J.R. Smith Shoots 83-78 in His College Golf Debut
Morning Read's Ward Clayton was there when the 36-year-old former NBA star shot an 83–78 for N.C. A&T State that could have been better but for those beguiling greens at Donald Ross-designed Alamance Country Club.
BURLINGTON, N.C. – When the most famous college golf freshman in the land stood on the tee early Monday morning, he had officially entered Bizarro World. There were no boos from 18,000 Celtics fans or screens to set for friend LeBron James.
Instead, at quaint Alamance Country Club in central North Carolina, 36-year-old multi-millionaire basketball athlete J.R. Smith of Greensboro’s N.C. A&T State University made his first pass at a second career as a college golfer in blustery and cool fall surroundings, shooting 83-78. A few passing-by mid-major college golfers, coaches and curious onlookers, a smattering of media outlets, including LeBron’s production company, The Spring Hill Company, and HBO Real Sports, and a whole passel of famous friends from social media’s distance were paying attention.
“It’s a bucket list for me, to live my dream twice,” Smith said. “First, to play professional basketball and now play another sport in college. I’m excited about it, but I’m not content.”
Smith and the A&T team awoke at 5:45 a.m., and Smith began his round with an 8:45 a.m., shotgun start on the par-4 fifth hole as the Aggies’ No. 5 player, appropriate since 5 was his most frequent NBA jersey number. Normally, he would have carried or pushed his A&T-branded carry golf bag, but because of a 36-hole opening day the field was allowed to ride. Smith penciled in a playing partner’s score and was paired in a foursome with Elon University sophomore Pedro Rabadan of Spain, Gardner-Webb senior Miles Albright of Ocala, Fla., and Temple freshman Joey Morganti of Philadelphia (Smith’s cart mate and a huge 76ers fan). Rabadan leads the tournament after rounds of 65-66 and his host Phoenix hold a large team lead. They found out their draw on Sunday night.
In the back of Smith’s mind were the mid-terms he had just completed the previous week. His scores didn’t threaten those of more experienced kids who were in elementary school or younger when Smith was their college age a half a lifetime ago. His scores placed him 81st of the 84 counting scores. The final 18 is scheduled for Tuesday morning in the fall 54-holer.
The Alamance course was no challenge for length, at just shy of 6,900 yards, especially for a 6-foot-6 athlete who can regularly pound drives in excess of 300 yards. But the variety of doglegs and undulating Donald Ross-designed greens were enough to get in the head of a teen-aged college golfer much less someone who had never teed it up in an everything-counts competition and admitted to a need for more short-game practice.
“Being on the first tee in golf is like when they call the starting lineup in basketball and now in golf they call the lineup and it’s just you, by yourself,” Smith said. “It’s all on you out here. It’s a lonely feeling, but it can also be an empowering feeling if you gain some confidence.”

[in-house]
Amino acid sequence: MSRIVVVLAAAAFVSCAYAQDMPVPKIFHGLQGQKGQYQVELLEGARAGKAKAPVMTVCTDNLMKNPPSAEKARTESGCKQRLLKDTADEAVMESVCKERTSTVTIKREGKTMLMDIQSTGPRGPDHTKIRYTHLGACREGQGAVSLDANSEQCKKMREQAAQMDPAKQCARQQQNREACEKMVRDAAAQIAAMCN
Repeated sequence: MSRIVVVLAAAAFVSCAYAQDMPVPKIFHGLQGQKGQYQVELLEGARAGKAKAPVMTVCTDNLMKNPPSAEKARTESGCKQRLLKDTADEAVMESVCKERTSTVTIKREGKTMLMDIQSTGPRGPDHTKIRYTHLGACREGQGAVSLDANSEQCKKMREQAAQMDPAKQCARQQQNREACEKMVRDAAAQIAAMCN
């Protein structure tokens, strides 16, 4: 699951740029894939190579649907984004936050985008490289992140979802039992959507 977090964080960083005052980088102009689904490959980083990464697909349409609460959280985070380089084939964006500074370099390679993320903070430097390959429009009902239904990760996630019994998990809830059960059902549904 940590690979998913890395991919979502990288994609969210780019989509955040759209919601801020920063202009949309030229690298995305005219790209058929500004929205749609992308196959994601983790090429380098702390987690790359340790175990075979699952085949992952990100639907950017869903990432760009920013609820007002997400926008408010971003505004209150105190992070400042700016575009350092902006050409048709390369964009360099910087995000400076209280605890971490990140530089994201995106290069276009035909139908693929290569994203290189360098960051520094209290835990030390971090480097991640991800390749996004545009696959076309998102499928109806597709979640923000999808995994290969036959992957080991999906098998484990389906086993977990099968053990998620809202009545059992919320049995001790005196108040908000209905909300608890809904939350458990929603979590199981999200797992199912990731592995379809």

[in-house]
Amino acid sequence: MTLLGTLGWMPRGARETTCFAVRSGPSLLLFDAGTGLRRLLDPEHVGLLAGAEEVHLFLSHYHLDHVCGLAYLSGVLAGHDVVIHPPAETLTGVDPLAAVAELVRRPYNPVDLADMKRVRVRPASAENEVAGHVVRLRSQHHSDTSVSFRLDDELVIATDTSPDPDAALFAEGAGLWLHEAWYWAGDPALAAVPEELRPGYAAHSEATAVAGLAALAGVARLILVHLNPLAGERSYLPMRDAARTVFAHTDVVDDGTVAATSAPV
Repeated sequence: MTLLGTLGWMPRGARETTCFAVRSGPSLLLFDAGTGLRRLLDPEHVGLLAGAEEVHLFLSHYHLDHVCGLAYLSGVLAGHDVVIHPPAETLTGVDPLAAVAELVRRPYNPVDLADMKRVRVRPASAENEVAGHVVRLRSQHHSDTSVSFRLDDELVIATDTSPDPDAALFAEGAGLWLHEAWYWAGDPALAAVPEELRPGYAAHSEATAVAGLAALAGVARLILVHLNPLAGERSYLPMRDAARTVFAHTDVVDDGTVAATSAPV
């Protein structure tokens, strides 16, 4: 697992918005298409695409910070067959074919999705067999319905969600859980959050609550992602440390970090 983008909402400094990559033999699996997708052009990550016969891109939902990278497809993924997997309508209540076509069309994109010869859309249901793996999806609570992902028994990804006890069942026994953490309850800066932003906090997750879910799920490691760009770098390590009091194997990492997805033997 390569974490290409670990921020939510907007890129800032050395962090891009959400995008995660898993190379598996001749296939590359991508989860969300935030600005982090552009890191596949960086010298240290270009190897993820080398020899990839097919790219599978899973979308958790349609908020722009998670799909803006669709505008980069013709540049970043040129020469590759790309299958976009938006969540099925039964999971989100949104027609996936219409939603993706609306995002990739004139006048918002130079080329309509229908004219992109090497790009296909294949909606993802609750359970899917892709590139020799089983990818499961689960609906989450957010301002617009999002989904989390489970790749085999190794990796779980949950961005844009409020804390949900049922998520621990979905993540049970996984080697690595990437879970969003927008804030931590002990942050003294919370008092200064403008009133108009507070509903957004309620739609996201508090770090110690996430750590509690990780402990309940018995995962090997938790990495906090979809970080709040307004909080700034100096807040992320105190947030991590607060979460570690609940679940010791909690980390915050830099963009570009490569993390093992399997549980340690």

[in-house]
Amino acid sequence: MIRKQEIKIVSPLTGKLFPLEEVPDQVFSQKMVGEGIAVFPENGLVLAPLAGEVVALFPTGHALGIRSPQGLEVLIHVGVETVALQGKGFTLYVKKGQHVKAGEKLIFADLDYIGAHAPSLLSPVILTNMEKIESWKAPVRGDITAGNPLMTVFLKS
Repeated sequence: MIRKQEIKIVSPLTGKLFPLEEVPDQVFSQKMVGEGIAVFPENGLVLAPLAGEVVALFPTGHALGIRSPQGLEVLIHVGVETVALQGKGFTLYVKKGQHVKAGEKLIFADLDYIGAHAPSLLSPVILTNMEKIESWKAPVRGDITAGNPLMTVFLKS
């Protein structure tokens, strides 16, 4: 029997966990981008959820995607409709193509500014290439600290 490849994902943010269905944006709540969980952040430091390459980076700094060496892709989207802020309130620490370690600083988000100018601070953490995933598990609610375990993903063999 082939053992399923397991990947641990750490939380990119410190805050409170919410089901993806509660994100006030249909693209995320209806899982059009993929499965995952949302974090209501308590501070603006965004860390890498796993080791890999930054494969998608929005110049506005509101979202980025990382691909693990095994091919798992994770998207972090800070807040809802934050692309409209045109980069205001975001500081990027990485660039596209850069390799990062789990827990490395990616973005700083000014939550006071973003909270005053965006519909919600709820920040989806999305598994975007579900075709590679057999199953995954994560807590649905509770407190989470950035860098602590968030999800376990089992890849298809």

Smith’s first round was similar to many rookie college golf rounds. Smith had three double bogeys (two on short par 5s), 34 putts (including three three-putts) and played his last eight holes 12-over par. As the continuous 36 holes turned toward the second round, Smith was more at ease, getting to 1-under early before a double bogey on the back nine resulted in another 42 and then a concluding 36 on the front nine for a 78.
In the annals of dual-sports athletes, it’s challenging to find a similar trek to Smith’s transition from the top of his sport in a professional sport to a minor college sport as an amateur. Just about all are pro in one, then a second.
One comes to mind. Sam Byrd was a reserve outfielder with the powerhouse New York Yankees of the late 1920s and early 1930s, often referred to as the “Legs of the Bambino” for his late-inning replacement role for Babe Ruth. But after winning the 1932 World Series and leaving baseball in the mid-1930s, he turned to professional golf, winning multiple times and contending at majors, including a third and fourth at the 1941 and 1942 Masters as the only man to ever play in a World Series and Masters. There have been a number of professional baseball players whose arms failed them or the curve ball confounded them in the minor leagues and they turned to college football, such as quarterback Chris Weinke who was in the Toronto Blue Jays system before going on to win the 1999 Heisman Trophy at Florida State.
Smith’s journey began earlier this summer when A&T coach Richard Watkins heard from C.J. Paul, the older brother of NBA guard Chris Paul, that Smith was interested in attending the nation’s largest Historically Black College or University and walking on the golf team. Smith was accepted into the university to major in Liberal Studies and began classes, mostly remote, in mid-August.
“During the day, he’s real simple,” Watkins said. “J.R.’s either in class, on his computer or at the golf course. Going to school is his first item on the agenda. I know where to find him.”